Int'l - Fully booked at the bottom of the sea: There seems no room for new bacteria on sand grains
Whether summer or winter, midnight sun or polar night—the sand on the ocean floor is always inhabited by the same bacteria. Although the microbial communities differ between different ocean regions, they do not change between the seasons.
Presumably, there is simply no room for change. Researchers at the Max Planck Institute for Marine Microbiology in Bremen, Germany, now describe this phenomenon in a study published in the journal ISME Communications.
Coastal sands are so-called biocatalytic filters. Hundreds of thousands of bacteria live on each grain of sand, and they process, for example, nitrogen and carbon from the seawater that flows through the sands. In this way, the sands act like giant, purifying filters. Much of what the seawater washes into the ground does not come out again.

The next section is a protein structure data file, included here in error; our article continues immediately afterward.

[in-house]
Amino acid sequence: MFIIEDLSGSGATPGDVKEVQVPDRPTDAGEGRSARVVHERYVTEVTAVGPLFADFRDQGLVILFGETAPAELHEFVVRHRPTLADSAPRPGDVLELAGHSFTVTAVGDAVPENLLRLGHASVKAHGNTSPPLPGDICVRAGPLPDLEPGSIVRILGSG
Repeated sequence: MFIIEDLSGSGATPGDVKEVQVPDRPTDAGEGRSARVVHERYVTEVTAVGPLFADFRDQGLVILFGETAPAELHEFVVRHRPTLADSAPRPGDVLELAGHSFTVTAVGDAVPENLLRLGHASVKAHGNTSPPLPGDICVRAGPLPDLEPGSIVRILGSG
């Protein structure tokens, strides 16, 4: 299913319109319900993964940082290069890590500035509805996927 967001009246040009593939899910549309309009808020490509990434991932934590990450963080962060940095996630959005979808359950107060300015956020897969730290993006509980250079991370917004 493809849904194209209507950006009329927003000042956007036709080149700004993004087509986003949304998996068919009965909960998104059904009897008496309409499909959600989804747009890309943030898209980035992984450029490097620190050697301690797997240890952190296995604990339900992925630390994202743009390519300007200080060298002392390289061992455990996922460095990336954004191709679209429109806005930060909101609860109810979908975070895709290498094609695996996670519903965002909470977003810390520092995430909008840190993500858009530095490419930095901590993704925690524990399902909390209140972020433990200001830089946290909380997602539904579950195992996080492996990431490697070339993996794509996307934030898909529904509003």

A study by researchers at the Max Planck Institute for Marine Microbiology in Bremen, Germany, published in the journal ISME Communications, now shows that the bacteria living on the sand are very different from the ones in seawater. And while the bacterial community in the water is constantly changing and adapting with the changing seasons, the sand bacteria are rather indifferent to spring, summer, fall and winter.